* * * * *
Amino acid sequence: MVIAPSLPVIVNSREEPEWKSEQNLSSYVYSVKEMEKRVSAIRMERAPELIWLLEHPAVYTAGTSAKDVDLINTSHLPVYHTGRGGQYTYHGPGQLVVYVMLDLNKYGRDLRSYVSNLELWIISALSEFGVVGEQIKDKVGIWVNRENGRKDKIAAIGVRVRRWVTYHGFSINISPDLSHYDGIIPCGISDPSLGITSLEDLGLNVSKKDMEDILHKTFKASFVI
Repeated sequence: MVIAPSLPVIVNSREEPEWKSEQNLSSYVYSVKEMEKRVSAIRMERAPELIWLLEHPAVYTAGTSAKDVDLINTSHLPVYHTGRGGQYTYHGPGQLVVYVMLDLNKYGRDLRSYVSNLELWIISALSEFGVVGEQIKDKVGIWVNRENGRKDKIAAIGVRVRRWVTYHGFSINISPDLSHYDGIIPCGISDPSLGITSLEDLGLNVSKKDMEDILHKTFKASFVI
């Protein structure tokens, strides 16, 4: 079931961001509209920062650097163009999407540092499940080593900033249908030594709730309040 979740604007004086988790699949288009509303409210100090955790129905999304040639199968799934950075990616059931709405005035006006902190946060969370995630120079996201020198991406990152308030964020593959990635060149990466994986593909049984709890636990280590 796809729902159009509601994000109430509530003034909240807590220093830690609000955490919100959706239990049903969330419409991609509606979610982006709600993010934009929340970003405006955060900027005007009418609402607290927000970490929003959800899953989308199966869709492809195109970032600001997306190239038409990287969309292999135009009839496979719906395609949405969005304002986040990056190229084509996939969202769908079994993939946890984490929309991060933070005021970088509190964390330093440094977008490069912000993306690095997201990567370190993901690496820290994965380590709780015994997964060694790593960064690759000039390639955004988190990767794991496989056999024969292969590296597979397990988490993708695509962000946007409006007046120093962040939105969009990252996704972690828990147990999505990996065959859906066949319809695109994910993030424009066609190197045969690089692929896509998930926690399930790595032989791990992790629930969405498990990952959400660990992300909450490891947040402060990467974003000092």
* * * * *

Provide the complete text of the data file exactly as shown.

Amino acid sequence: MVIAPSLPVIVNSREEPEWKSEQNLSSYVYSVKEMEKRVSAIRMERAPELIWLLEHPAVYTAGTSAKDVDLINTSHLPVYHTGRGGQYTYHGPGQLVVYVMLDLNKYGRDLRSYVSNLELWIISALSEFGVVGEQIKDKVGIWVNRENGRKDKIAAIGVRVRRWVTYHGFSINISPDLSHYDGIIPCGISDPSLGITSLEDLGLNVSKKDMEDILHKTFKASFVI
Repeated sequence: MVIAPSLPVIVNSREEPEWKSEQNLSSYVYSVKEMEKRVSAIRMERAPELIWLLEHPAVYTAGTSAKDVDLINTSHLPVYHTGRGGQYTYHGPGQLVVYVMLDLNKYGRDLRSYVSNLELWIISALSEFGVVGEQIKDKVGIWVNRENGRKDKIAAIGVRVRRWVTYHGFSINISPDLSHYDGIIPCGISDPSLGITSLEDLGLNVSKKDMEDILHKTFKASFVI
């Protein structure tokens, strides 16, 4: 079931961001509209920062650097163009999407540092499940080593900033249908030594709730309040 979740604007004086988790699949288009509303409210100090955790129905999304040639199968799934950075990616059931709405005035006006902190946060969370995630120079996201020198991406990152308030964020593959990635060149990466994986593909049984709890636990280590 796809729902159009509601994000109430509530003034909240807590220093830690609000955490919100959706239990049903969330419409991609509606979610982006709600993010934009929340970003405006955060900027005007009418609402607290927000970490929003959800899953989308199966869709492809195109970032600001997306190239038409990287969309292999135009009839496979719906395609949405969005304002986040990056190229084509996939969202769908079994993939946890984490929309991060933070005021970088509190964390330093440094977008490069912000993306690095997201990567370190993901690496820290994965380590709780015994997964060694790593960064690759000039390639955004988190990767794991496989056999024969292969590296597979397990988490993708695509962000946007409006007046120093962040939105969009990252996704972690828990147990999505990996065959859906066949319809695109994910993030424009066609190197045969690089692929896509998930926690399930790595032989791990992790629930969405498990990952959400660990992300909450490891947040402060990467974003000092």